I've been thinking about a windscreen for a while. In the Jon Wells design there was one flat windscreen (a la Caterham) but I initially thought about a split 'v' screen which comes back at the sides. I've been following an american fabrications company on instagram who made a B52 inspired side car and was planning to copy the 'screen' design from there. Then late one evening scouring eBay I saw a dickie windscreen from a triumph roadster. Bidding was at £13.00 with a day to go but the seller wasn't answering my emails or calls about widths. Chose the technical option and got my ruler out along with a picture on my screen (no kidding) and guessed it would be about right. Won the action (went up a little and ended up paying a good deal more than £13.00!) and it was delivered shortly after... About 2" too wide on each side!

Next was to make a bottom rail which runs parallel to the top rail. With me not having the top hoop I thought it would be good for keeping strength in the frame. Also it gives me two fixed points to attach the side panels to. I knew this was coming and a few months back I bought an electrician's tube bender off gumtree. Electricians because conduit is 1" diameter - the same as I'm using. It had been sat in the garage unused until the weekend it was required when I got it out and realised that apart from having the mandrels it was missing almost everything I needed to bend the pipe - stop bar, the guide on the bending arm etc. A royal pain but a bit of time with some spare steel and I got it to a usable standard.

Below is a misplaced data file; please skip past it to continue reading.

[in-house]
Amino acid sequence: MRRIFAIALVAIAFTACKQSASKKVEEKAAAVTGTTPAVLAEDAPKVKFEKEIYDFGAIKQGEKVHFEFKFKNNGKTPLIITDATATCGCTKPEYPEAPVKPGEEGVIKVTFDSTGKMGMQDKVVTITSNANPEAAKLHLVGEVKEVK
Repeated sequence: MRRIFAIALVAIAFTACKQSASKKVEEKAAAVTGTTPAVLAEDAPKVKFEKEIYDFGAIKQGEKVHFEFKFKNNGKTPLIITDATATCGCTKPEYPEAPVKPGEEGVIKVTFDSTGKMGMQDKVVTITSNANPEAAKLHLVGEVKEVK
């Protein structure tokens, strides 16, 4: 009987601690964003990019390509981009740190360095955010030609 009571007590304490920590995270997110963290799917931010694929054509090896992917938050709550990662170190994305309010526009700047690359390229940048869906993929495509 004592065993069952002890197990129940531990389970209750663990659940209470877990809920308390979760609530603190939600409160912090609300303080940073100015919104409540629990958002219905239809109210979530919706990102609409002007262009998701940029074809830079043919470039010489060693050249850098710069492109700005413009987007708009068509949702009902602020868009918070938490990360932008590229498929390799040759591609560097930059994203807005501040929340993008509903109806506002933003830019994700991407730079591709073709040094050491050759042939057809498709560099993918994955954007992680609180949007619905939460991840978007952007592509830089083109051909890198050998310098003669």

I used the top frame as a guide and to be honest I was really happy with the results. The only tricky bit was that I wanted the side panels to come up towards the rear because I felt that staying parallel all the way along can make it look a bit slab sided and on the old Morgans they were 'kicked' up towards the back wheel. This meant a small bend at 90degrees to the others, judged by eye in a dark single garage, but either way it worked and I had this to show for it: